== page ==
I underline the seriousness of these matters by pointing out that there were seven self-inflicted deaths in detention between January 2003 and September 2005. Detainees feel powerless and desperate. A government must take account of the following important guidelines and convention points. I mention in particular Article 5(4) of the European Convention on Human Rights; the UNHCR's guidelines on criteria for detention of asylum seekers dated 1999; Guarantee 3 of the UN Working Group on Arbitrary Detention; and, finally, the Council of Europe's 20 guidelines on forced return of May 2005. All these call for challenges and reviews of detention to be heard by a court.
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If the Government do not pay attention to these documents, they will be wide open to criticism of the kind already made by Mr Gil-Robles, the Council of Europe's Commissioner for Human Rights, in June 2005. He pointed out that, in December 2004, 55 people had been detained for more than one year and that 90 were detained for between six months and one year. He recommended judicial review in all cases exceeding three months, with free legal aid. I beg to move.

Lord Avebury: My Lords, I warmly support the amendment. We have discussed this matter a great many times and have all condemned the long periods of detention that people must suffer under the immigration rules and the lack of access to proper legal advice and assistance in applying for bail. It results in the extended periods of detention mentioned by the noble Lord, Lord Hylton. We do not even have proper statistics showing how long people have been held in custody. We receive merely immigration statistics showing how many people are in detention centres and for how long those people in the snapshot have been held.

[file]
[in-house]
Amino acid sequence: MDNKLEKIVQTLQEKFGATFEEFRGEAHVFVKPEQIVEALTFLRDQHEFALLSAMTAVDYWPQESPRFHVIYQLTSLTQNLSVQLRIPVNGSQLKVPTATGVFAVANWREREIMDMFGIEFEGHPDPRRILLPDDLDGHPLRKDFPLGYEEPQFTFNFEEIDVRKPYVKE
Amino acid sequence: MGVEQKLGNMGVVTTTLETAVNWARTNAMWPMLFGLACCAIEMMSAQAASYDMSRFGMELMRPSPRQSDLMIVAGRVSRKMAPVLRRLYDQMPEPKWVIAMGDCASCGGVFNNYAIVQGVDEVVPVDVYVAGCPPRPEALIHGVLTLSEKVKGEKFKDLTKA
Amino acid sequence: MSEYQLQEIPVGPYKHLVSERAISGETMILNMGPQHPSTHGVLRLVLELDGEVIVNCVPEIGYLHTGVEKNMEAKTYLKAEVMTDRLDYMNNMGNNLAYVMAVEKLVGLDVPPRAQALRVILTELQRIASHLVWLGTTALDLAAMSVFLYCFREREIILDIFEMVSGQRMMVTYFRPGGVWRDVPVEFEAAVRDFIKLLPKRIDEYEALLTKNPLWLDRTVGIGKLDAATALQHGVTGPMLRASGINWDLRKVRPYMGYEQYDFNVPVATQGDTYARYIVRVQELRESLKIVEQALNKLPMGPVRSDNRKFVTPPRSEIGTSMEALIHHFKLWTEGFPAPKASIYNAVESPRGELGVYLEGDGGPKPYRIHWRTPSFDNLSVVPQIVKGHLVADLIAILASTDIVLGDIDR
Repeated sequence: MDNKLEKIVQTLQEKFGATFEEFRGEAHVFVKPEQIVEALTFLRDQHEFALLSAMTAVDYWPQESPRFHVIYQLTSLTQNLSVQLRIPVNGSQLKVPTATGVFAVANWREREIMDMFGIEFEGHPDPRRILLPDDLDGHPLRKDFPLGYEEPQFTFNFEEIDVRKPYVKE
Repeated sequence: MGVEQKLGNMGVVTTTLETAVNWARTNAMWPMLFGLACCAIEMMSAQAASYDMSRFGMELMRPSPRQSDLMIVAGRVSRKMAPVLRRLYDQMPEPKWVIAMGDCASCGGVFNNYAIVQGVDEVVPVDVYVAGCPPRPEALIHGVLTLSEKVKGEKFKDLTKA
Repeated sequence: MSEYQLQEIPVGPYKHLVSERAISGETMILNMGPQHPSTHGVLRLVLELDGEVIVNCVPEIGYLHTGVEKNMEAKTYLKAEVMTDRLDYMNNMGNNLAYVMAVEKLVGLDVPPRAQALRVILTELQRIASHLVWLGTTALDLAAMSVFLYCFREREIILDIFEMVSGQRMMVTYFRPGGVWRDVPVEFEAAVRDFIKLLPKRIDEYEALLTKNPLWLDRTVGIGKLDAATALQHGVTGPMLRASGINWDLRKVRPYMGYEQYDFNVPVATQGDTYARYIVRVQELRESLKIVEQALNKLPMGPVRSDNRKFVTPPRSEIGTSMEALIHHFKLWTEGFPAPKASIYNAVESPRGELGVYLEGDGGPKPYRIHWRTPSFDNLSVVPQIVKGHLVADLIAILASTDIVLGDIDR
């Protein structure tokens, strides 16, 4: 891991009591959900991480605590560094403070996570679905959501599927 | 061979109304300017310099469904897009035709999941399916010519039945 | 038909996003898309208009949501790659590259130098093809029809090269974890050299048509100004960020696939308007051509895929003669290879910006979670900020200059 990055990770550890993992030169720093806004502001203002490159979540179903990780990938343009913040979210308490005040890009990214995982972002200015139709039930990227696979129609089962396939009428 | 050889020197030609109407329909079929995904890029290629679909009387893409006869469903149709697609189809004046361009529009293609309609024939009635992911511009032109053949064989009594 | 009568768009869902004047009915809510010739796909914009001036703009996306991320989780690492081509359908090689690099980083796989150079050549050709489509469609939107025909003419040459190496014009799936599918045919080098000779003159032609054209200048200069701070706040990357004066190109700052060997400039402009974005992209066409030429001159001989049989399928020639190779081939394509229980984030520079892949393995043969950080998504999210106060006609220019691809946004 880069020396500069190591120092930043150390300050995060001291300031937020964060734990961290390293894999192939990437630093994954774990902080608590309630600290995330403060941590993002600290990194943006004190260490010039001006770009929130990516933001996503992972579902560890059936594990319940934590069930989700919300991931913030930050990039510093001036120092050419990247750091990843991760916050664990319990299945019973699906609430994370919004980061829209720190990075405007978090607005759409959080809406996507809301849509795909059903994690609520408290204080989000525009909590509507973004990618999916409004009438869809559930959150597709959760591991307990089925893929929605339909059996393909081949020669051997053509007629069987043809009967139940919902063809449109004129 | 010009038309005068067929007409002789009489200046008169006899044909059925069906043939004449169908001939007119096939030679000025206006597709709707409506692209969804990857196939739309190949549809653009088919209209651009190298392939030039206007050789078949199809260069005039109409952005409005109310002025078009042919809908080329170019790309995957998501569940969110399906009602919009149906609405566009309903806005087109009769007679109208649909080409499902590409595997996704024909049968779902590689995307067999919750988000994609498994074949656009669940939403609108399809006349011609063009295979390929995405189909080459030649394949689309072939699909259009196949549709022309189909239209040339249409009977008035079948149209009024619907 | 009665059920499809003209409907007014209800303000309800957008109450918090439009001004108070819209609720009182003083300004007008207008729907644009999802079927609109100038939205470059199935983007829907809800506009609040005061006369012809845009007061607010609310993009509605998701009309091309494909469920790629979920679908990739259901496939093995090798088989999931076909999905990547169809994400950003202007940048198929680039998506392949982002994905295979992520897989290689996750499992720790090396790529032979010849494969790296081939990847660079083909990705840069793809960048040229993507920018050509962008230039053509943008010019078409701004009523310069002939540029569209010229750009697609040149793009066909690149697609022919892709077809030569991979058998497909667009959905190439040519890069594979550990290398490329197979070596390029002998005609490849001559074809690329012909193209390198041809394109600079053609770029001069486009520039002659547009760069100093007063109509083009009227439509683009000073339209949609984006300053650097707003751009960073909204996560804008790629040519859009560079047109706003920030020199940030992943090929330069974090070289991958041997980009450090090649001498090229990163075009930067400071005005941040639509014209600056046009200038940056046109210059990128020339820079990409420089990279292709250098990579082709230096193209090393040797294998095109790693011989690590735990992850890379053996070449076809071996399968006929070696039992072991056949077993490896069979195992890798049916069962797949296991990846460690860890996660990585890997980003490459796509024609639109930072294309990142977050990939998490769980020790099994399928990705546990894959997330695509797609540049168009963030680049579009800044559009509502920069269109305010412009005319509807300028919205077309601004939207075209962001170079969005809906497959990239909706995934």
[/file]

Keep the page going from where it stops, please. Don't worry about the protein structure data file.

When we discussed this subject on the 2002 Act, we received far more from the noble Lord, Lord Bassam. We were provided with a vignette showing the number of people detained, for what period and how many were under 18. We asked at the time, "If you can do this on the particular occasion of a Bill passing through the House, why can't you do it on a regular basis and why can't these statistics be published as part of the quarterly information from the Immigration and Nationality Directorate?"

It is a serious matter because, as the noble Lord, Lord Hylton, commented, some people commit suicide because of the length of time they have been in detention. I point out to the Minister that in her latest report on Harmondsworth, the Chief Inspector of Prisons mentioned suicide 19 times. That followed a case in 2004 where an inmate committed suicide. As the noble Baroness will probably recall, there were serious disturbances after that in Harmondsworth. But the lessons do not seem to have been learnt, because a few weeks ago there was another suicide in Harmondsworth followed the day after by an attempted suicide. Obviously part of the reason for these phenomena is that people feel hopeless and deserted and that they cannot gain proper access to outside help.

The Home Office is considering a scheme to allow rota solicitors to go round the detention centres and to take instructions on bail. That goes part of the way towards what the noble Lord, Lord Hylton, seeks. If such a scheme gets under way, it will be extremely welcome and may help to relieve some of the enormous caseload with which BID constantly seeks to cope. As the Minister is probably aware, BID is a small charity which attempts to help people by putting them in touch with solicitors wherever possible and by finding sureties for them. If that can be dealt with on a more organised and thorough basis through the duty solicitors who will go into the detention centres,
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I should warmly welcome it. I am sure that BID would, too, as would all the thousands of people who suffer detention every year.

10.15 pm